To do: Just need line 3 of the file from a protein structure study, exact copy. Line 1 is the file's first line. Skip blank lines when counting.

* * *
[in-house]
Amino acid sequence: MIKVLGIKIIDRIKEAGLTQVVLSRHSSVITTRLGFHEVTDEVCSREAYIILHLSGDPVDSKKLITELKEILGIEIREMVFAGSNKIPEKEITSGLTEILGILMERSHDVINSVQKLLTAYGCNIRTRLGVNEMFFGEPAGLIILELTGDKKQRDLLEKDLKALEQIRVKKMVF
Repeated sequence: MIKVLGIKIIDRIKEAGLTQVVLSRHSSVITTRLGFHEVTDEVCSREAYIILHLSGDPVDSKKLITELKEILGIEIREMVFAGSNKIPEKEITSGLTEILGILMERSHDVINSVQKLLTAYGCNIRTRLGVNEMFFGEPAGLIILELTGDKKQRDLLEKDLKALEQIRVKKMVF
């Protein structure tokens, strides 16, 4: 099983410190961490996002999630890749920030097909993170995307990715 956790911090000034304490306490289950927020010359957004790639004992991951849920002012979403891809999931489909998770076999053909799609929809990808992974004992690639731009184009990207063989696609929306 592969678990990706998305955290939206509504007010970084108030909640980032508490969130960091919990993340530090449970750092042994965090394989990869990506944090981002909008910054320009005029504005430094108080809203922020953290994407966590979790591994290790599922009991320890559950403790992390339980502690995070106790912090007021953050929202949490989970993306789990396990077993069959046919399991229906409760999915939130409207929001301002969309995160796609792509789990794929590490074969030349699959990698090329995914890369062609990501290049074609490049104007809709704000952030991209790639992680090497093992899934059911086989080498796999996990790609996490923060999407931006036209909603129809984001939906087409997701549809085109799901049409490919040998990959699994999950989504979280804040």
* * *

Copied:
Repeated sequence: MIKVLGIKIIDRIKEAGLTQVVLSRHSSVITTRLGFHEVTDEVCSREAYIILHLSGDPVDSKKLITELKEILGIEIREMVFAGSNKIPEKEITSGLTEILGILMERSHDVINSVQKLLTAYGCNIRTRLGVNEMFFGEPAGLIILELTGDKKQRDLLEKDLKALEQIRVKKMVF